As the drought continues to devastate agriculture dependent communities, Gov. Jerry Brown has announced emergency legislation to immediately help communities deal with the extremely dry conditions, while providing funding to increase local water supplies.
Providing $687.4 million to support drought relief, the legislation includes funding for housing and food for workers directly impacted by the drought, bond funds for projects to help local communities more efficiently capture and manage water, in addition to financial support for securing emergency drinking water supplies for drought-impacted regions.
“This is a call to action. We must all do our part to conserve in this drought,” said Brown. “The state is doing its part by providing immediate funding for drinking water, food, housing and assistance for water-conserving technologies.”
Additionally, the legislation will increase funding for state and local conservation corps to assist communities with efficiency upgrades, while reducing fire fuels in fire risk areas. Including $1 million for the Save Our Water campaign, the legislation also aims to raise public awareness of the drought while informing Californians of ways they can boost their own water conservation efforts.
“Without enough rain and snow this winter, we need to capture as much water as we can through any means possible. Water agencies around the state have projects ready to go to capture and distribute more of the water that’s now lost to evaporation or simply flowing out to the ocean. They simply need money to get those projects done,” said Senate President pro Tem Darrell Steinberg, who joined Gov. Brown and Assembly Speaker John Perez to announce the legislation. “We don’t have to ignore environmental protections, raise fees or get bogged down in political arguments over projects that will take many years to produce a single drop of water. It’s time to focus on what we can do right now.”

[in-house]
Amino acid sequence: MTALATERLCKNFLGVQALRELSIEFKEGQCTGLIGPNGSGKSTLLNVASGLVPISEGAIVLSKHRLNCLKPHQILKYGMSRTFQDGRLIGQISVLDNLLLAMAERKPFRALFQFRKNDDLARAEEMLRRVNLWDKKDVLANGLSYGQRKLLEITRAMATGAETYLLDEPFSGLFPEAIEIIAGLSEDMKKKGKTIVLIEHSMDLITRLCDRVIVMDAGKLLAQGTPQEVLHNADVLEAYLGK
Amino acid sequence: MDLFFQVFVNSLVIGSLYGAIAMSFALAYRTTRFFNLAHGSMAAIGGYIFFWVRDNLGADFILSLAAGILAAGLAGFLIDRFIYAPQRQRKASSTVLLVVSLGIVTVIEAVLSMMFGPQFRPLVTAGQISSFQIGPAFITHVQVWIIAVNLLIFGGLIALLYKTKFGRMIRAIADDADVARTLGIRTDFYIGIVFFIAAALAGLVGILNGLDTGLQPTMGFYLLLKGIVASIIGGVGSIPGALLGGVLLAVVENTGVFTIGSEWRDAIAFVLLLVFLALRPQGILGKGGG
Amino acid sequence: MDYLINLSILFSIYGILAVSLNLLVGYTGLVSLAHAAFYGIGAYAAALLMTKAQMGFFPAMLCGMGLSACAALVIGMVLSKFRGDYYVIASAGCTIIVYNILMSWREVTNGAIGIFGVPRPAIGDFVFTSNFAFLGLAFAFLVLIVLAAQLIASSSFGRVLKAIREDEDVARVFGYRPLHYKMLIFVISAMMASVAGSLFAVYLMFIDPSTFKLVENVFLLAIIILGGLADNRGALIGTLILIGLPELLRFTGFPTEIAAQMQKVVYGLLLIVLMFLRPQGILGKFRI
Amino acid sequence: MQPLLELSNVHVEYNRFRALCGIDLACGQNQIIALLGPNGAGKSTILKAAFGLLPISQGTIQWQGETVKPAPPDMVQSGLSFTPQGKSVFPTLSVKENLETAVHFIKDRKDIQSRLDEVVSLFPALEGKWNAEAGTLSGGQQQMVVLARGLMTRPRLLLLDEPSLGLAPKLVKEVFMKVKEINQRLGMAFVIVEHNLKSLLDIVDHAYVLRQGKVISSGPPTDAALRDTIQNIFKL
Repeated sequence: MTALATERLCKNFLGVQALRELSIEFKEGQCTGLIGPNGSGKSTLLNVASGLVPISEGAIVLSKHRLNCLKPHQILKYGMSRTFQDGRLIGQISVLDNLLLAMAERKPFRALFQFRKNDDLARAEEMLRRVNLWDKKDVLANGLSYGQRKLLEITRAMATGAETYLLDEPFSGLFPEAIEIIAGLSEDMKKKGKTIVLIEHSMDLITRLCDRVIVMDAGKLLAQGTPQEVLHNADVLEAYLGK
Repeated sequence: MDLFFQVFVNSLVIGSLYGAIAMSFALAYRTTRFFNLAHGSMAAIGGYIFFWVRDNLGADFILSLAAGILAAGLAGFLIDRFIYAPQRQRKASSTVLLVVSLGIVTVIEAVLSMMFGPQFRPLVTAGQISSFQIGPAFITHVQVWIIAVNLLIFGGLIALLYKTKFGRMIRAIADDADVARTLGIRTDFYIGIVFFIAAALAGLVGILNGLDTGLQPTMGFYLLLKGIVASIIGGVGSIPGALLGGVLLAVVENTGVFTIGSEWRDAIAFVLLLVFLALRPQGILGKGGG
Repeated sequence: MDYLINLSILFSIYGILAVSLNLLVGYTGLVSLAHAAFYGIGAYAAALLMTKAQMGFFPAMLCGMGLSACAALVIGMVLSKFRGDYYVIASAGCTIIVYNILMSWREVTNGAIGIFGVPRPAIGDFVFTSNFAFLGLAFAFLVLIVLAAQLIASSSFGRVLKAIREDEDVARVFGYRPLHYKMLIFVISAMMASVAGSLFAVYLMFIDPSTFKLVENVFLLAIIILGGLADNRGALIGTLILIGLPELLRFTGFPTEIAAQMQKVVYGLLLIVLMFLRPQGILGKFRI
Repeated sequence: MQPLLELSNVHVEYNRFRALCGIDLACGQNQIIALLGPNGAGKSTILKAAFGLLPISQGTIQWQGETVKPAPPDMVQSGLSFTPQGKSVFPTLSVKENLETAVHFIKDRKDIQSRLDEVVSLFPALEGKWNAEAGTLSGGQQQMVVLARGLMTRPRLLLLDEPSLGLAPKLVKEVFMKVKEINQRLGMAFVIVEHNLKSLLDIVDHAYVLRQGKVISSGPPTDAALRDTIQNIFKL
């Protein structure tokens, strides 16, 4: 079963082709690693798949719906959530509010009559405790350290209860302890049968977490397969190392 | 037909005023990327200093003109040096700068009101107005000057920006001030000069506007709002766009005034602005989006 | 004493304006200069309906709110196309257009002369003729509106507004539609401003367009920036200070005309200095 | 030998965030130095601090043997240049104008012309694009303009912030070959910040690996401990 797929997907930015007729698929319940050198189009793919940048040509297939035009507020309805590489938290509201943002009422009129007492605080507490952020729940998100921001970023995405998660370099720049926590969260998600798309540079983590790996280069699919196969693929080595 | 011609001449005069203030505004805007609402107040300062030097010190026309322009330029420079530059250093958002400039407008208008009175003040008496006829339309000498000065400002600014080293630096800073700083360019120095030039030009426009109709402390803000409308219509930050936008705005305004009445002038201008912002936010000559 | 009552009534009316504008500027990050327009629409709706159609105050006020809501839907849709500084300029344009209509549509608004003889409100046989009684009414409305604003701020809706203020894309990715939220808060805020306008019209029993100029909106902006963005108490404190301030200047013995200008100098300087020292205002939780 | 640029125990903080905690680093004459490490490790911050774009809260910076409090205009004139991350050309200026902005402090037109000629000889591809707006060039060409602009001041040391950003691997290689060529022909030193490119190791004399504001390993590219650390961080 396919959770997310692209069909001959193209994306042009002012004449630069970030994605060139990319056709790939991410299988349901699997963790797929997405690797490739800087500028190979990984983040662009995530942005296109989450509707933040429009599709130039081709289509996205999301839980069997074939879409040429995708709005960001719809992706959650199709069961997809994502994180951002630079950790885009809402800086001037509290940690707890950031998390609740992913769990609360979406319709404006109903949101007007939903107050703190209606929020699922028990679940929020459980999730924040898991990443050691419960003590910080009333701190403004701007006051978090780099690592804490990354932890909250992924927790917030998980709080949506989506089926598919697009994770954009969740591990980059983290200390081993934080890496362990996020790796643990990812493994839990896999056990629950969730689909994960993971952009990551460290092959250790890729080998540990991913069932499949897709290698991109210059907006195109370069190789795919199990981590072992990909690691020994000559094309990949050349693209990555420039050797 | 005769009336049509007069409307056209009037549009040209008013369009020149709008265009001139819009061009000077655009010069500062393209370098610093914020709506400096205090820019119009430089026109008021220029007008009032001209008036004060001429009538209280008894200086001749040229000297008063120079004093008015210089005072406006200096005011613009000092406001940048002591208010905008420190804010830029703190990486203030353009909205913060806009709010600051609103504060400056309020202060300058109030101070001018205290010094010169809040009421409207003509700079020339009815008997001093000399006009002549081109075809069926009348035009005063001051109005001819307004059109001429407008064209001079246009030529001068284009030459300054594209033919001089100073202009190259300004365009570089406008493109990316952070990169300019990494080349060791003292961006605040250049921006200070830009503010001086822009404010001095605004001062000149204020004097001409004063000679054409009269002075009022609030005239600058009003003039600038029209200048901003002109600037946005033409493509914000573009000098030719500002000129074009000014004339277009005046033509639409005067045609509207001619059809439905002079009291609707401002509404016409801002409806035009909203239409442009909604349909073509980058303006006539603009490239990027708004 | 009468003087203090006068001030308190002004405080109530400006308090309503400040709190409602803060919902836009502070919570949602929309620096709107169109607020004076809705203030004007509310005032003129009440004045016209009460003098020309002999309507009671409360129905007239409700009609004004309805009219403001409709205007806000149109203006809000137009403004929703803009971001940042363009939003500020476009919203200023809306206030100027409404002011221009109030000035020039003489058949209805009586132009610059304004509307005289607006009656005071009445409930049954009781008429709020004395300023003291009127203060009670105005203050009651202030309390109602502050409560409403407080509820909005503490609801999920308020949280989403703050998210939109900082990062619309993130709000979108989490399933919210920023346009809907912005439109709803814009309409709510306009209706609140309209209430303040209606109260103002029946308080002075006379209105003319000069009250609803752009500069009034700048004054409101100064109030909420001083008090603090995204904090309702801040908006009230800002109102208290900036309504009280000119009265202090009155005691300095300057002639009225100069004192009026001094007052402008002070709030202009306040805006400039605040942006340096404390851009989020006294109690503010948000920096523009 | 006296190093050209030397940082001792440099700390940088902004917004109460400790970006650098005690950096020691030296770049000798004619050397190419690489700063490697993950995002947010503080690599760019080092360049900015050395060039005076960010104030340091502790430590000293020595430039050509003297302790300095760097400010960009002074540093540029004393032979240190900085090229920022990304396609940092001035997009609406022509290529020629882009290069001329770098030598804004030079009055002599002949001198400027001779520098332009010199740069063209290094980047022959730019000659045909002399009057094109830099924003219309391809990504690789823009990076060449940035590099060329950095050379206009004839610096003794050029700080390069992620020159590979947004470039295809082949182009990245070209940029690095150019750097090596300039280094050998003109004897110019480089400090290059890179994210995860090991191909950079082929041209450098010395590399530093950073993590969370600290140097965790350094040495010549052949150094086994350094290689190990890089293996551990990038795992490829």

In addition to the funding provided through the legislation, the bill calls for the California Department of Public Health to adopt new groundwater replenishment regulations by July 1, while ordering the department to work alongside the State Water Resources Control Board to develop additional measures allowing for the use of recycled water and storm water capture for increasing water supply availability.
“By making smart use of these funds, we can alleviate and prevent some of the worst impacts of the drought and, at the same time, make badly needed improvements to our water system that will benefit California for years to come,” said Speaker Perez. “These targeted responses will have tangible results, but the solution requires more than legislation and investment. Every Californian needs to be part of the solution, and we strongly urge every person in our state to take action to conserve water.”
The bill also makes statutory changes to ensure existing water rights laws are followed, including streamlined authority to enforce water rights laws and increased penalties for illegally diverting water during drought conditions. The bill also provides the California Department of Housing and Community Development with the greatest flexibility to maximize migrant housing units.
While local legislators applaud Gov. Brown’s new legislation, noting the significant impacts it will have on drought-stricken communities, some believe the Governor’s actions are not enough.
“While I am pleased Governor Brown is finally doing something, these measures being taken by the federal and state governments are simply too little too late,” said Assembly member Kristin Olsen (R-Modesto. “I hope it is becoming abundantly clear at this point that more storage is the only way to prevent future droughts from so dangerously impacting the lives of Californians. People would rather keep their farms and their jobs, rather than accept mere compensation for the loss of them in times of drought.”
Senator Anthony Cannella (R-Ceres) echoed Olsen’s concern, saying that “while the additional funding will help in the short-term, we also need to prioritize long-term solutions that will bring additional water to our state by increasing storage capacity and upgrading our 50 year old water system.”
“We must take immediate action to prepare for the devastating effects of the drought on our communities,” said Cannella. “The legislation presented today will provide much needed relief to those regions that will be most impacted.”
Like many other state legislators, Cannella has taken on his own water-related bill, joining with Senator Andy Vidak (R-Hanford) to introduce SB 927 that would put a $9.2 billion water bond prioritizing water storage, clean drinking water and Delta sustainability on the November ballot.